Middle-earth Role Playing

Middle-earth Role Playing
Middle-earth Role Playing
MERP rulebook cover, 1st edition
Designer(s) Coleman Charlton
Publisher(s) Iron Crown Enterprises
Publication date 1984 (1st edition)
Genre(s) Fantasy
System(s) Rolemaster System
MERP uses 2 ten-sided dice

Middle-earth Role Playing (MERP) is a 1984 role-playing game based on the writings of J.R.R. Tolkien (specifically The Lord of the Rings and The Hobbit) under license from Tolkien Enterprises. Iron Crown Enterprises (I.C.E.) published the game until they lost the license on 22 Sep 1999.[1]



The setting for MERP is an expanded version of J. R. R. Tolkien's Middle-earth. Published campaign sourcebooks are usually set either around the year 1600 of the Third Age, or just after the War of the Ring. Therefore, MERP represents an interpretation of Middle-earth that does not directly involve the players in the continuity of Tolkien's published works. Several of the campaign modules depict lands to the east and south of the lands described by Tolkien, and I.C.E. may be seen as having created an original setting, inspired by and including several elements of The Hobbit, The Lord of the Rings and The Silmarillion.[citation needed]


The rules system of the game is a streamlined version of I.C.E.'s generic fantasy RPG, Rolemaster.

Characters possess Attributes and Skills rated between 0 and 100. Skills can be modified to a rating above or below these limits (i.e. under 0 or over 100). An attack roll consists of a percentile roll, to which the attacker's skill rating and appropriate attribute rating are added and the defender's dodge rating is subtracted. The result is compared to the defender's armor type and looked up on a table to determine success or failure. A separate critical table is used if the initial chart result called for it.

Spell casters learn lists of ten spells as a unit. Each of the spells is based on a theme (e.g. Healing spells.)

Critical reaction

MERP was generally well received, although not recommended for beginners.[2] Some commentators disliked how the system handled magic. In Tolkien's books, magic is a rare, subtle force only used by a few powerful characters, whereas in MERP magic (from healing to throwing thunderbolts) was possible for nearly any Player Character. This lack of continuity with the source material was seen to upset the game's authenticity.[3] However, in many early reviews the game play was described as being true to the spirit of Tolkien's work and a pleasure to play.[4] Others enjoyed the detail of the maps and praised many of the early adventures.[citation needed] The game's early editions were later printed in many countries, including Brazil, Argentina, Spain and France.


I.C.E. published a First and a Second Edition of the MERP ruleset, along with many adventure and campaign modules, until Tolkien Enterprises revoked the license for games based on The Hobbit and The Lord of the Rings in 1999. I.C.E. subsequently declared bankruptcy in 2000.

A related quarterly magazine, Other Hands Magazine supporting the MERP community, was also sent a cease and desist by Tolkien Enterprises, and ceased publication in 2001. A magazine named Other Minds Magazine (named in recognition of the previous Other Hands quarterly, both in reference to a quote from J.R.R. Tolkien's Letters[5]) began publication in 2007, it also supports the role-playing community using ICE's MERP, Decipher's LotR, and other Tolkien-centric role playing games.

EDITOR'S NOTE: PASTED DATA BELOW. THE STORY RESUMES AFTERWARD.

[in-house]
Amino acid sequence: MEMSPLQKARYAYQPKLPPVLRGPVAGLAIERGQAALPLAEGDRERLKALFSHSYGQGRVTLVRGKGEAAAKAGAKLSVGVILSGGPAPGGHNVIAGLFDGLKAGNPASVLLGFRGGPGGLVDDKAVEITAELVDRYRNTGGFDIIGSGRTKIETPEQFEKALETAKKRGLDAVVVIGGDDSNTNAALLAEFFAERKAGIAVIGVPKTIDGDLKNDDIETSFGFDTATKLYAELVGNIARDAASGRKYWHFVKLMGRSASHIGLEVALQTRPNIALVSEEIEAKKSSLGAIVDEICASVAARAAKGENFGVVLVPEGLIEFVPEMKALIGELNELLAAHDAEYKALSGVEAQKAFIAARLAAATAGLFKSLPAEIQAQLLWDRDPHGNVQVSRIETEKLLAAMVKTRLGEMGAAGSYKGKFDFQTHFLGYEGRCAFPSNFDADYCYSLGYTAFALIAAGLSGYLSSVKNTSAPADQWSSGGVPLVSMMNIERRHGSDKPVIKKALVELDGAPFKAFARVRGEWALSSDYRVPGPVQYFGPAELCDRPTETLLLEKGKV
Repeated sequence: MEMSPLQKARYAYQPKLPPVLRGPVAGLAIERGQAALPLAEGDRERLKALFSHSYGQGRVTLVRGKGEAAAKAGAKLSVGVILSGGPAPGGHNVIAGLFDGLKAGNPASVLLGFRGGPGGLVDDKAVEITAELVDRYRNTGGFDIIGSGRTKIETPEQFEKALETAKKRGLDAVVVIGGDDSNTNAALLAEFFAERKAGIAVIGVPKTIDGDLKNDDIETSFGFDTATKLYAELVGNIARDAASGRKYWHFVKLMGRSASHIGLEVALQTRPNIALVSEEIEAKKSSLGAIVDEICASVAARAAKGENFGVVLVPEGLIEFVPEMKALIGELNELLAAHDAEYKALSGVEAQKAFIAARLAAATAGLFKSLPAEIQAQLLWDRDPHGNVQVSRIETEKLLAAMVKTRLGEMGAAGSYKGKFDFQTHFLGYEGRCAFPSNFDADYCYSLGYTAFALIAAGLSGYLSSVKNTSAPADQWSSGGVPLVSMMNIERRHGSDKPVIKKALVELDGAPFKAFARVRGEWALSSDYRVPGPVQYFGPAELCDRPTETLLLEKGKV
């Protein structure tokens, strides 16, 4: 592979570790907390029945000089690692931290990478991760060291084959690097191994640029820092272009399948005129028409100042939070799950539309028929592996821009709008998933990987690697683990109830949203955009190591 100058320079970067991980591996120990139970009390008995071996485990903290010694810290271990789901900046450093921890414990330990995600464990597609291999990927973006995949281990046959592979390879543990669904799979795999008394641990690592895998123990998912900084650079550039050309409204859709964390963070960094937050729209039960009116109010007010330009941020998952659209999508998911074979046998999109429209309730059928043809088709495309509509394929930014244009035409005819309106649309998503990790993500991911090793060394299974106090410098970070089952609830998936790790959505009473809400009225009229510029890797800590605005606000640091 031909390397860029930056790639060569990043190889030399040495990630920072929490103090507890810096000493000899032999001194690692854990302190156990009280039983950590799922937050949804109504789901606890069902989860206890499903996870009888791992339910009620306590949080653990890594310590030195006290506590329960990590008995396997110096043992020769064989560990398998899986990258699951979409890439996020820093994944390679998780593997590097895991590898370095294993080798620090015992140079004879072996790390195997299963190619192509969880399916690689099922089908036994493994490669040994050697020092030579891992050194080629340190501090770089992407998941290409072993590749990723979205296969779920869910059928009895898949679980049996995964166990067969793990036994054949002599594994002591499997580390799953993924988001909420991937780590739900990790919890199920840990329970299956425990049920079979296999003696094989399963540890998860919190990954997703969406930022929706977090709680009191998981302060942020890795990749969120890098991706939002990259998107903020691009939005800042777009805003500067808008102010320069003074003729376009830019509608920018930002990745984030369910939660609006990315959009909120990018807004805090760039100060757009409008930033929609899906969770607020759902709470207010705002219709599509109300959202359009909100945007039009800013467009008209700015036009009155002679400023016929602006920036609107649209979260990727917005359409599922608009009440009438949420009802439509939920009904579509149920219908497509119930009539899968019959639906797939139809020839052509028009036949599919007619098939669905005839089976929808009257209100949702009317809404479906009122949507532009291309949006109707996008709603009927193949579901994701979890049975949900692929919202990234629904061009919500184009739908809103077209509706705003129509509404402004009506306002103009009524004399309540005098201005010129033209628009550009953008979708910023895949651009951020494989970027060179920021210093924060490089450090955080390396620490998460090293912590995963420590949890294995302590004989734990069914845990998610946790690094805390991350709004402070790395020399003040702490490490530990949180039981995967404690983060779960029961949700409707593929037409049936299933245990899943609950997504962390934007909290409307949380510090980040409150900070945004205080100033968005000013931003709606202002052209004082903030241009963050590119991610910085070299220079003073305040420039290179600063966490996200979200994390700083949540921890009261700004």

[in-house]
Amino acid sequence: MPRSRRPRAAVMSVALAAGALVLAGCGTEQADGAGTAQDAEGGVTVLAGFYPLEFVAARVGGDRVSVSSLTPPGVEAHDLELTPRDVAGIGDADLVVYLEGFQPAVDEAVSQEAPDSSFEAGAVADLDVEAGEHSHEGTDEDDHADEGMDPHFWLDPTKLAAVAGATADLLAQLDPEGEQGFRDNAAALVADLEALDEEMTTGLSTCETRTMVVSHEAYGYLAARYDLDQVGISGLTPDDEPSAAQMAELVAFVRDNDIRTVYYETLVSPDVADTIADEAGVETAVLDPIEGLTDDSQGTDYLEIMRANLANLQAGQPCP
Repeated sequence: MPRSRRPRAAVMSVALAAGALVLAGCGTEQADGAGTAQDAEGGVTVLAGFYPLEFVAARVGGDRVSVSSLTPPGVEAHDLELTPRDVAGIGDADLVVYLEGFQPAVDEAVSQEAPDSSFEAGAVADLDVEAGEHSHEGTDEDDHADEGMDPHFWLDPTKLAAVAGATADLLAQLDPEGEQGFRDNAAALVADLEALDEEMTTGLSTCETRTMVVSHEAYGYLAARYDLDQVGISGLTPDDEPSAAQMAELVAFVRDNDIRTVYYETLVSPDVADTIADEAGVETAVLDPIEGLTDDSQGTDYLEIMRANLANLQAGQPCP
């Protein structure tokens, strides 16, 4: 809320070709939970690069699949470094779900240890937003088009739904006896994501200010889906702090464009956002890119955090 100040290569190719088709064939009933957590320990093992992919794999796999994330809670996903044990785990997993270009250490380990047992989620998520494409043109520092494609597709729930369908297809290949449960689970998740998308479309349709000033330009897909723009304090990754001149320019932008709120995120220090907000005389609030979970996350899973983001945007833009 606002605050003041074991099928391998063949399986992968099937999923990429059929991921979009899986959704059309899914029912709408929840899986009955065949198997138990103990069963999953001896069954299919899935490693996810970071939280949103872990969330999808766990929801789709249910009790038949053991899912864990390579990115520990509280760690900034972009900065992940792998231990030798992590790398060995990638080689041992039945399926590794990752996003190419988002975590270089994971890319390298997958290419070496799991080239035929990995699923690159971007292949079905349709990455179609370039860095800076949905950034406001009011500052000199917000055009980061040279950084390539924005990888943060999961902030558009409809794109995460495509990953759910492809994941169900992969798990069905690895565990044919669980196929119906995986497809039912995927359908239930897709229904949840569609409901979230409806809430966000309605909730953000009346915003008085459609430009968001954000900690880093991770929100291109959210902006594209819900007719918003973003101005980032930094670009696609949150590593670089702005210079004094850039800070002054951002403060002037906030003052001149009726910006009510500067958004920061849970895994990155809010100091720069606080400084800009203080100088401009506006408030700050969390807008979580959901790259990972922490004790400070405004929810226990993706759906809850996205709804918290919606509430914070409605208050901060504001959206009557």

In 1991-1993, I.C.E. also published the Lord of the Rings Adventure Game. It used a much simpler system than MERP and was intended to introduce new players to role-playing.

A UK edition was published by Games Workshop in 1985. It featured the First Edition rules, with new box and booklet art by Chris Achilleos, along with 25mm floorplans for the sample adventure.

In Sweden a translated version called Sagan om Ringen: Rollspelet was released in 1986 by Target Games, followed by several translated modules, but it never became popular, possibly because most fans of the setting already had bought the U.S. version and others preferred the popular Drakar och Demoner.[original research?]

A Finnish language edition (Keski-Maa Roolipeli or KERP) was published in 1990 and the game became one of the most popular fantasy role playing games in Finland.[citation needed]

A subsequent Middle-earth based RPG, the Lord of the Rings Roleplaying Game (often abbreviated by the Tolkien role-playing community as Dec LotR or just LotR), was published by Decipher Inc. Except for the original source material, (and some of the same authors) the Decipher game shares no link to ICE's MERP and uses an entirely different rules system. Decipher chose not to renew the Tolkien license and let it expire in 2007.

In the Summer of 2005 a new annual convention began known as Merpcon (Middle-earth Role Playing Convention). It initially used exclusively the ICE MERP and ICE Rolemaster role playing game systems, but has since expanded to include other Tolkien-centric game systems.


  1. ^ merp.com
  2. ^ Sutherland, Jonathan (February 1984). "Open Box: Lord of the Rings" (review). White Dwarf (Games Workshop) (50): 12–13. 
  3. ^ Staplehurst, Graham The Road Goes Ever On: Inside Middle Earth Role-Playing, White Dwarf 66, June 1985 pp.12-13
  4. ^ Vasey, Charles (February 1984). "Counterpoint: Fellowship of the Ring" (review). White Dwarf (Games Workshop) (50): 33. 
  5. ^ John Ronald Reuel Tolkien, from a letter written to Milton Waldman, ca. 1951

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